Computer users in a number of villages including Abbey St Bathans, Longformacus and Whitsome have been battling for the past few years to get improved internet access and things are slowly heading in the right direction.
Abbey St Bathans recently received an upgrade to its exchange, allowing more residents to access the internet, and Longformacus was one of 29 exchanges upgraded to full platform ADSL, meaning customers should be able to benefit from broadband speeds of up to 8 Mbps (megabits per second).
However, despite the increase in capacity at Abbey St Bathans, the best connection speed users can hope for is still only 512 kbps (kilobits per second).
Owner of the village's Riverside Restaurant, Karen Parkinson, had been without internet access for a number of years but thanks to the upgrade to the local exchange she can finally log on.
But like many other residents she isn't happy with the below par speed of her connection.
Following Jeremy Hunt's announcement of the 300 million government investment to bridge the broadband divide between urban and rural areas, Karen was interviewed by ITV's 'Lookaround' and said their campaign wasn't over yet.
Speaking to 'The Berwickshire News' earlier this week, Karen commented: "Jeremy Hunt said that the minimum speed people should expect to have is 2mbps and we still aren't anywhere near that.
"At best we can expect around 0.5mbps and it's important that we continue to push for a better service.
"I think the problem lies with the old phone lines we have but rural communities shouldn't be ignored. The government say they don't want there to be a divide but the fact is that there still is a massive one.
"We get leaflets through our doors advertising packages offering unlimited access however, the fact is that we would be paying the same as someone in a city but they would be getting much better access."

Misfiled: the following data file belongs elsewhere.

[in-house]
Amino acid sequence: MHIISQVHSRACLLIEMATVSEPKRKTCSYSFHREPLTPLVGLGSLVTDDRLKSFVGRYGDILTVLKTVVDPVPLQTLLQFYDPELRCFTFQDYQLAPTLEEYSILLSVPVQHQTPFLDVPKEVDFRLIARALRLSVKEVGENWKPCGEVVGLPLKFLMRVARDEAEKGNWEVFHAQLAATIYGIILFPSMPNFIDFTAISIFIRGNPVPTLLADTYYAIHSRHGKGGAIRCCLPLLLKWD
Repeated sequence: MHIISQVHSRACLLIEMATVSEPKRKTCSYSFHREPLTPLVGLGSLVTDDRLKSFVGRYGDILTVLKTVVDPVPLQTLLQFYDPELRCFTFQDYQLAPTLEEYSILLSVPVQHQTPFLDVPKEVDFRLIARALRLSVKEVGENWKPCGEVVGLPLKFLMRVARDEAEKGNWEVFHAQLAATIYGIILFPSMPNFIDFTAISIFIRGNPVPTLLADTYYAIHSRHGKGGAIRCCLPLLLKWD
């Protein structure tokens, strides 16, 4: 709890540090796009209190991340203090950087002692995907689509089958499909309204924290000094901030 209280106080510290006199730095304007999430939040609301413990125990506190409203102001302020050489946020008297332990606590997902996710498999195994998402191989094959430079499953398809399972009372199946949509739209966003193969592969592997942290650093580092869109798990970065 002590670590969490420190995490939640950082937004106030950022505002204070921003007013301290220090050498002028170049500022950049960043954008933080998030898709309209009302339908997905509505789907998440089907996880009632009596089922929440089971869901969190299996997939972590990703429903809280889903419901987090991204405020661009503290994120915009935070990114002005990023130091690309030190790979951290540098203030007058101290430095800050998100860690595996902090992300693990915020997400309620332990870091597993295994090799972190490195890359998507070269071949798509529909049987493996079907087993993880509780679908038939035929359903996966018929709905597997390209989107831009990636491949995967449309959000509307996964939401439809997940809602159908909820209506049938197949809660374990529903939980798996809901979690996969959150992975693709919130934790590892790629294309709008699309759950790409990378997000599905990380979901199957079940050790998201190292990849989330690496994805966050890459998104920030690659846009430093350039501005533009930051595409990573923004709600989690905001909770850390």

A meeting was held in Abbey St Bathans on Tusday night and along with locals and residents from adjoining communities, John Lamont, MSP for Roxburgh and Berwickshire was expected to be in attendance.
Commenting on the Government's broadband announcement last week he said: "I am very pleased that the new government is committed to improving broadband access in rural areas.
"It is important that government does not allow a "digital divide" to open up between the facilities available to residents in urban and rural areas and this announcement shows that the new coalition is determined not to leave rural areas like the Borders in the broadband slow lane.
"With more and more services these days being reliant on a fast and reliable internet connection, broadband is becoming increasingly important in our society.
"It is shocking that three million households in the UK cannot access broadband.
"However, many people in the Borders will not be surprised at this figure, given that many of our communities have experienced this problem first hand.
"Residents in Roberton, Whitsome and Abbey St Bathans – amongst others – know exactly how frustrating it is to be denied broadband access. This is great news for these communities and many others across the country. I am delighted that the new Government has recognised the importance of this issue."
The money needed to support the roll-out of superfast broadband will come from the cancellation of the Independently Funded News Consortia (IFNC) pilot projects for regional TV.
Commenting, Berwickshire MP Michael Moore said: "Local people and businesses regularly raise the issue of broadband services, and it is clear that improving broadband services is crucial for jobs and services in rural areas like the Borders.
"This announcement is good news for areas such as the Borders and highlights the coalition Government's commitment to securing a digital revolution throughout the whole country."